With his third album, Ulrich Schnauss expands his lush, downtempo techno sound further, while adding a couple of guest vocalists. On Goodbye, Schnauss walks his trademark sound into more open spaces. His solemn rhythms and heaving, synthetic emotion spread from chaos to calm and everywhere in between.
Goodbye is the German artist’s most diverse release to date, taking his mellow trance sound to new levels with greater swells and lulls. There are more tracks than any previous release (ten), and each are shorter and more to-the-point (averaging only six and half minutes each). And he’s not the only one providing vocals this time. On the second track, "Shine", Rob McVey of the British band Long-view sings in a powerfully understated voice that sweeps through effects with ghost-like presence. Schnauss injects a modern spirituality as McVey hauntingly utters "Jesus Christ" while a pattering beat coasts along and synth effects swirl tenaciously. Schnauss’ own vocals had never quite reached this level of intensity.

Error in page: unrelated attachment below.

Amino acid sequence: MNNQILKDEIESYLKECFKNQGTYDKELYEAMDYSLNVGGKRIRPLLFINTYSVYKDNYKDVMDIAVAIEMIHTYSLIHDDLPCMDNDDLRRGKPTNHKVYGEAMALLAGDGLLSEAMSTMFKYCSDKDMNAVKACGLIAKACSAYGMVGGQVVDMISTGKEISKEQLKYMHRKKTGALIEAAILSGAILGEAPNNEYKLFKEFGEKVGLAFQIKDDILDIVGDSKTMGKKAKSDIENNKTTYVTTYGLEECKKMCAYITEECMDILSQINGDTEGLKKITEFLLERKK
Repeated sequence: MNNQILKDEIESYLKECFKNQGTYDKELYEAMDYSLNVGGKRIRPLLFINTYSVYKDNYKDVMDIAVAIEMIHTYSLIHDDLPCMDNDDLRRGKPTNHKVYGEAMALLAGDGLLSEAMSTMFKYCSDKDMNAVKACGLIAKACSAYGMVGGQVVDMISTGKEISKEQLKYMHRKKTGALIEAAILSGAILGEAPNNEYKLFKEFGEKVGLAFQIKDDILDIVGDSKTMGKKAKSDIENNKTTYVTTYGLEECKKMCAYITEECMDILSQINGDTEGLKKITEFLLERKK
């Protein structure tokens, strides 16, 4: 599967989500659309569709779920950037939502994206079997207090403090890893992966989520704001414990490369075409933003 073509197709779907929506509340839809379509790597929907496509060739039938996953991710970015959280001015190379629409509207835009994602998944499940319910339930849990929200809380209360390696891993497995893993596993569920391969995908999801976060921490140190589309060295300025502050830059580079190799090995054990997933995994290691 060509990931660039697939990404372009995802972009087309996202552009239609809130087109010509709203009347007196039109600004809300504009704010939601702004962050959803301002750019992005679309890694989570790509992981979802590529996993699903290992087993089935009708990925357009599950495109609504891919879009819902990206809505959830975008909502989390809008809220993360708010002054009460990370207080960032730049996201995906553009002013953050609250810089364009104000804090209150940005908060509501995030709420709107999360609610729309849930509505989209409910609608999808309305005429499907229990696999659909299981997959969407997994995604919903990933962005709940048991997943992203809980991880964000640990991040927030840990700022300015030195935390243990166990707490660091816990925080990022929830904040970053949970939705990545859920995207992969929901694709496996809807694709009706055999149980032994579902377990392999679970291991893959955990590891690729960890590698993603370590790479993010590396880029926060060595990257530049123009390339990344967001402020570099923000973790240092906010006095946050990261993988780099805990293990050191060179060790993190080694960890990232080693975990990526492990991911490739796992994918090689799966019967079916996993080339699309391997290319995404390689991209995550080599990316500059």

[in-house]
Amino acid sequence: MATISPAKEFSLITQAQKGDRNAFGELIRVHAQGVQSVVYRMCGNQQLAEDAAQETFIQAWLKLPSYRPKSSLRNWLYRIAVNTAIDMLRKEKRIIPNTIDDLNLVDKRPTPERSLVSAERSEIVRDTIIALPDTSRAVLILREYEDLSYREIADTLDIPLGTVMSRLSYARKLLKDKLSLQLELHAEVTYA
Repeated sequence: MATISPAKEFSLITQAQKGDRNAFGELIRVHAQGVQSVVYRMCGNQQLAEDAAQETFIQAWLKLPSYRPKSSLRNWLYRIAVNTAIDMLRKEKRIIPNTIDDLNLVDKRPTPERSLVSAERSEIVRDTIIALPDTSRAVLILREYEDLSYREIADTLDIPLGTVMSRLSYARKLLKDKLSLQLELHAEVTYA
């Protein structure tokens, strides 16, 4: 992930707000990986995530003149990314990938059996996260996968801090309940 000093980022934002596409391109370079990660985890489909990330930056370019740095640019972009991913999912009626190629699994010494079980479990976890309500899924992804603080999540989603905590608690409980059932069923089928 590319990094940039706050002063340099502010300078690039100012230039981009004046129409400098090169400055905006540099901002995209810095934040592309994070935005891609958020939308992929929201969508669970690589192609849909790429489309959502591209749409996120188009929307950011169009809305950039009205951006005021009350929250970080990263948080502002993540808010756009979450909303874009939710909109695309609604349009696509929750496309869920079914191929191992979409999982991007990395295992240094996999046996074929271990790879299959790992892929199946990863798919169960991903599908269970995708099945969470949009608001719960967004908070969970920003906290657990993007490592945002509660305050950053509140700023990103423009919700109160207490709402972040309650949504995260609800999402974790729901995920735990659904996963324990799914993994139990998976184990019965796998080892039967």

The next track, "Stars", begins with a throughly Schnaussian beat/synth composition as Judith Beck’s voice enters modestly like a distorted internal dialogue. The track ebbs and flows with razor’s edge effects entering from all sides. Where Goodbye really becomes a dynamic mix is with "Einfeld", which begins a somber electronic hum that grows into a poignantly slow surge and back down. The next track, "In Between the Years" is one of his calmest to date, starting as a barely audible tone and delicately adding liquid piano and faintly shimmering organ sounds.
Other tracks, like "Medusa" and "For Good" add different elements to Schnauss’ sound. "Medusa" is a chaotic shuffle with washing vocals, glitches, and a jungle-tinged beat, while "For Good" ends Goodbye with an acoustic guitar strum then slips into an angelic slumber.
While not as immediately striking as some past work, Goodbye extends Schnauss’ repertoire nicely, and takes his abilities even further. His train-like, chugging sound changes speed with more agility while picking up a few passengers along the way. Just another solid example of art in motion.